6 Causes of Back Pain in Children

Back pain is usually considered a problem during middle and older age, but a 2020 study found that more than a third of children and adolescents reported experiencing back pan in the previous year, and almost 9% reported severe back pain in the previous year.

Some reasons that kids and teens get back pain include obesity, intense year-round sports activities, and wearing a heavy backpack at school.

This article will go over the possible causes of back pain in children. You’ll also learn the warning signs that would mean it’s time to call your child’s provider.

when to worry about back pain in kids
Verywell / Cindy Chung

Does My Child Need to See a Provider for Back Pain?

There are many reasons a child can have back pain. While it can be something minor like a pulled muscle, back pain can also have a more serious cause.

Back pain is more likely to point to a serious problem in kids than it is in adults. This is especially true if a child’s back pain does not get better in a few days or starts to get worse.

Call your child’s provider if your child:

  • Has back pain and is age 4 or younger
  • Has pain at night (especially if it wakes them up)
  • Has constant pain or pain that lasts for more than several weeks
  • Has pain that shoots down one or both legs

When to Go to the ER

Seek emergency care if your child has back pain along with these symptoms:

1

Muscular Pain

Muscular back pain is the most common reason for back pain in children and adolescents. They might say their back aches or feels sore and tender.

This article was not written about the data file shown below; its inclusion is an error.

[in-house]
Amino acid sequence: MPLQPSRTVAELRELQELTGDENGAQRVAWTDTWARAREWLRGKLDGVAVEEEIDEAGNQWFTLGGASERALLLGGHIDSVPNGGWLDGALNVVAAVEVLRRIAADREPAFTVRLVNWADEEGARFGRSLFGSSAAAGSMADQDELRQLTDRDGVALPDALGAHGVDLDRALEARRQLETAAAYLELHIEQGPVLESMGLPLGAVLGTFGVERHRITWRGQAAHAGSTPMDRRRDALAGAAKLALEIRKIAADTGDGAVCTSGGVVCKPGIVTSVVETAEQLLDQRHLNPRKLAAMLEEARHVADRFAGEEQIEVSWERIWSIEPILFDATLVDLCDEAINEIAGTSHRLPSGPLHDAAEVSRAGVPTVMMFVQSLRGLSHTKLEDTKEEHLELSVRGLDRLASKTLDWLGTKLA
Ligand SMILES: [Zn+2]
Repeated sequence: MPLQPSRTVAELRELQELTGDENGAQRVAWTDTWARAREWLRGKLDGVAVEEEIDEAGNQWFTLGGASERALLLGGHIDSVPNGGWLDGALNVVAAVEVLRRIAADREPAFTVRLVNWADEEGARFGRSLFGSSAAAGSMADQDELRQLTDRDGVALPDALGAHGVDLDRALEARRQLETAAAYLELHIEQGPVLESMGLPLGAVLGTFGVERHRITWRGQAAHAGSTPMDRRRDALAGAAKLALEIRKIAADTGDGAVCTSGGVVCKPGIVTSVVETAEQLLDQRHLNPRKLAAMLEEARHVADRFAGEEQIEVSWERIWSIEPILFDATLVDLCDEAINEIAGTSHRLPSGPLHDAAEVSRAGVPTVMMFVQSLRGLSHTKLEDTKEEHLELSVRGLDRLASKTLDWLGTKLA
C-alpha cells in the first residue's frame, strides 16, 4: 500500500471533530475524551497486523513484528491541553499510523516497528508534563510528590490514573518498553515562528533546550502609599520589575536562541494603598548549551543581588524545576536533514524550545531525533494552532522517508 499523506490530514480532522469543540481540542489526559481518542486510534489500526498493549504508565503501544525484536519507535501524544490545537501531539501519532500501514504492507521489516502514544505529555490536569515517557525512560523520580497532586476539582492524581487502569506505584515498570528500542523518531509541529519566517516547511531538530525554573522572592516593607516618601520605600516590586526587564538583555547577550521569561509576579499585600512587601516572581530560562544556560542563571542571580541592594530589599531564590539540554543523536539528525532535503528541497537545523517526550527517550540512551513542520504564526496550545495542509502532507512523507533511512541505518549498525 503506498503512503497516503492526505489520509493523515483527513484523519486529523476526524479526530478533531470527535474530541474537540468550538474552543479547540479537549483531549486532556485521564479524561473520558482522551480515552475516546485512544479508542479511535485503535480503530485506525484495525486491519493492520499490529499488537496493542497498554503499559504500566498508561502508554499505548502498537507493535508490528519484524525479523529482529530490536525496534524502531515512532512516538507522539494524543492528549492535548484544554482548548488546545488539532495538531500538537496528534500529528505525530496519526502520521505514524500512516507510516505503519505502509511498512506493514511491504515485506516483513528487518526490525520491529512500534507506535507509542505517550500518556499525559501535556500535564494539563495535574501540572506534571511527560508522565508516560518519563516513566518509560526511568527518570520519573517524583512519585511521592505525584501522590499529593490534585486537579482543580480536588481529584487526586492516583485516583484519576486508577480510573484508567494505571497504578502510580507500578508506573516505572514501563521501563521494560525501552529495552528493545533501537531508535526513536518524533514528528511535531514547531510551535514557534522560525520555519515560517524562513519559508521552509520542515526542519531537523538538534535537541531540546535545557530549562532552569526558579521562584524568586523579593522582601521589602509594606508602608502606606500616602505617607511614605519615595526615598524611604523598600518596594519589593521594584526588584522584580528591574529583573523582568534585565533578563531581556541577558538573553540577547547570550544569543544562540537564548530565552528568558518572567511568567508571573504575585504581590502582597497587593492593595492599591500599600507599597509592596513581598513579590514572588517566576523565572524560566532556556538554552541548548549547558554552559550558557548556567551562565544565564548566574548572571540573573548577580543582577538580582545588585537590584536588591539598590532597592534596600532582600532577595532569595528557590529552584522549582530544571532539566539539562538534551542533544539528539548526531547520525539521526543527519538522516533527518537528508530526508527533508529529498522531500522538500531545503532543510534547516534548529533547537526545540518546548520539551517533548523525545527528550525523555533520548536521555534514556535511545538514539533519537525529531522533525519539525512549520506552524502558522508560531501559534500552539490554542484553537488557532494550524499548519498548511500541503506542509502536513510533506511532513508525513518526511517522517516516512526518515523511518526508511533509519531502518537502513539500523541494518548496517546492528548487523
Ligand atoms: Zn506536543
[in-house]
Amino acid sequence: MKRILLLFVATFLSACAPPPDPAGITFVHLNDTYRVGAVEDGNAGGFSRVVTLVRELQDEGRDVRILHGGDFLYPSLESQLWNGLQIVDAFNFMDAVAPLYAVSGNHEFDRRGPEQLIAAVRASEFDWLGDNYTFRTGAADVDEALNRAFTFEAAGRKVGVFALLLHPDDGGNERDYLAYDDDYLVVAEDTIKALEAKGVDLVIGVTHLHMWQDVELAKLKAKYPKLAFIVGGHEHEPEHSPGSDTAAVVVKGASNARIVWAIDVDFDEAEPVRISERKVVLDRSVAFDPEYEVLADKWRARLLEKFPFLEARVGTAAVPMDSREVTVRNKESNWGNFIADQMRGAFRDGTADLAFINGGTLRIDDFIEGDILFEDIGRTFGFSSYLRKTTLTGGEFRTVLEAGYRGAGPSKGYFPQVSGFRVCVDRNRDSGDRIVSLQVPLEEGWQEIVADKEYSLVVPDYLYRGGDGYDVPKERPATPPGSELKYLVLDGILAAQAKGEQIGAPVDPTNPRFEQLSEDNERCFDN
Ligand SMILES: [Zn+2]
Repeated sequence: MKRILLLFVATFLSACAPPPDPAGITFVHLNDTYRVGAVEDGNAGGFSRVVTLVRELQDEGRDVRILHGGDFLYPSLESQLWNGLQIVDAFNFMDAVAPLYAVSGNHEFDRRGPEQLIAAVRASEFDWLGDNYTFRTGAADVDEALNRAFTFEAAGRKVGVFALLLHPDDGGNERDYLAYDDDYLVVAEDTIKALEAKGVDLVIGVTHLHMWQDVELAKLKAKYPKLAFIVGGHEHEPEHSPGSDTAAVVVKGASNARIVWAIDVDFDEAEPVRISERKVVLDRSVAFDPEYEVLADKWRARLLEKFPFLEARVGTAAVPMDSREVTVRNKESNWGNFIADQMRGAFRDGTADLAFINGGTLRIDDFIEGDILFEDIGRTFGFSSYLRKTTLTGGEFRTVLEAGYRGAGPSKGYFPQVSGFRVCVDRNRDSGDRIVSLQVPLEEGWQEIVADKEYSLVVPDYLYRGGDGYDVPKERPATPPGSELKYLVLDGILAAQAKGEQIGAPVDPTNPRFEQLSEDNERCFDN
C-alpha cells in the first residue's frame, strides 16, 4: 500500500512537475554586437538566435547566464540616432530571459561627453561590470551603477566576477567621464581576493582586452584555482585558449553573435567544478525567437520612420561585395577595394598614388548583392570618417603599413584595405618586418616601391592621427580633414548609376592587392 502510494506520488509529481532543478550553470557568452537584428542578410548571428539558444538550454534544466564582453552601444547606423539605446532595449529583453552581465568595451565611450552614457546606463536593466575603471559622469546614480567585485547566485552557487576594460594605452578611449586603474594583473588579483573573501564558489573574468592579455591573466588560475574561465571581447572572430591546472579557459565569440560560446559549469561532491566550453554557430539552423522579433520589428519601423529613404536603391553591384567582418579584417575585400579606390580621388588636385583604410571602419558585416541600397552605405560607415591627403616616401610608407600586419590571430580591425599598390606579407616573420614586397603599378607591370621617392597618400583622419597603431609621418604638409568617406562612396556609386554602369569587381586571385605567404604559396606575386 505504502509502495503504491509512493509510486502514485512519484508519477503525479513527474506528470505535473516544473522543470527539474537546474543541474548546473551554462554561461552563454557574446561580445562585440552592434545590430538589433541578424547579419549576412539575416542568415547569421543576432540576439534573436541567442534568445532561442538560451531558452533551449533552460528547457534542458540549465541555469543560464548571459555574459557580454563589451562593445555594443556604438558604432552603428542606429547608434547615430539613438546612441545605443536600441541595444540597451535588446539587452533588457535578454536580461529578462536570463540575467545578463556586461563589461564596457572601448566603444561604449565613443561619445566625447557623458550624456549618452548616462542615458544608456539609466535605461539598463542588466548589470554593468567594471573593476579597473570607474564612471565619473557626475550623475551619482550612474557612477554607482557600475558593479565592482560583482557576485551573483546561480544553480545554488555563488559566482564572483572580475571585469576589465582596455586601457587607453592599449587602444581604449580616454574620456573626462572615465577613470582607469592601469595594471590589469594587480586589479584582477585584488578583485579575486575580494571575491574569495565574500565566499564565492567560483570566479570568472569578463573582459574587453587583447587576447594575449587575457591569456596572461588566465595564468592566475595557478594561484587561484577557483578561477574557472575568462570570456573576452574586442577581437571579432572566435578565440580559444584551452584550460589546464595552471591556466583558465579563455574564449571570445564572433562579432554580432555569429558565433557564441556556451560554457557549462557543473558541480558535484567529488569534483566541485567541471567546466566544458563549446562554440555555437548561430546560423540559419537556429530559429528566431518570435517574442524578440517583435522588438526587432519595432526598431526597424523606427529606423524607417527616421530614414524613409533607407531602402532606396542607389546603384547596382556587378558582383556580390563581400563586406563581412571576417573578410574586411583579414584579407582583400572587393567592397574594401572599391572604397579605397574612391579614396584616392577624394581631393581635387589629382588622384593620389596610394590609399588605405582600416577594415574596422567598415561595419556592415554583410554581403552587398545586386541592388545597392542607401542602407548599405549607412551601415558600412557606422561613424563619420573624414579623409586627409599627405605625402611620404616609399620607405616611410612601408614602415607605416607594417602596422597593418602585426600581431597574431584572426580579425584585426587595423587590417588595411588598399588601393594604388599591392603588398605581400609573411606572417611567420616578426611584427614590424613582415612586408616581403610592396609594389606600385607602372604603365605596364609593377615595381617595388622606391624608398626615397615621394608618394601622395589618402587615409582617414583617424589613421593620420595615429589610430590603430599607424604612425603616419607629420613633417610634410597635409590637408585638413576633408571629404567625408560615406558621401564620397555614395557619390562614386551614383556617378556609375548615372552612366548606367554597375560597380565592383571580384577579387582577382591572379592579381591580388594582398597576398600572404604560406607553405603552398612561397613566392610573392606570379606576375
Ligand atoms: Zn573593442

This kind of back pain is often from muscle strains and ligament strains, as well as overuse. Kids that play intense, year-round sports are particularly at risk for these injuries.

Problems with posture can also lead to back pain in people of any age and can be a source of long-term discomfort.

Children who are overweight or have obesity can also have pain from the stress that extra weight puts on their back muscles, ligaments, and bones.

Diagnosing Muscular Pain

Tests like X-rays, magnetic resonance imaging (MRI), and other imaging tests are not helpful for diagnosing muscular back pain. If your child does not have other symptoms, your provider probably won’t order these tests.

There are downsides to doing more testing than is needed, including exposing a child to a lot of medical radiation. Don’t hesitate to ask your child’s provider why they are ordering a test and if it’s really necessary.

Treating Muscular Pain

Muscular back pain will usually get better if your child rests. Using heat and ice treatments can also help soothe the ache.

In the short term, your child might benefit from physical therapy, stretching programs, yoga, or massage treatment. However, these treatments may not help with long-term back pain.

2

Stress Fractures

Stress fractures in the spine are common causes of back pain in adolescents.

However, your teen might not even realize they are injured, as symptoms can take time to show up.

If they do start to feel pain from the fracture, it will probably feel like a dull ache in the place where the break has occurred. They might also notice that the pain gets worse when they’re moving and feels better when they’re resting.

Types of Stress Fractures

The most common type of spinal stress fracture is called spondylolysis. It’s a bone injury that happens in the back of the spinal column.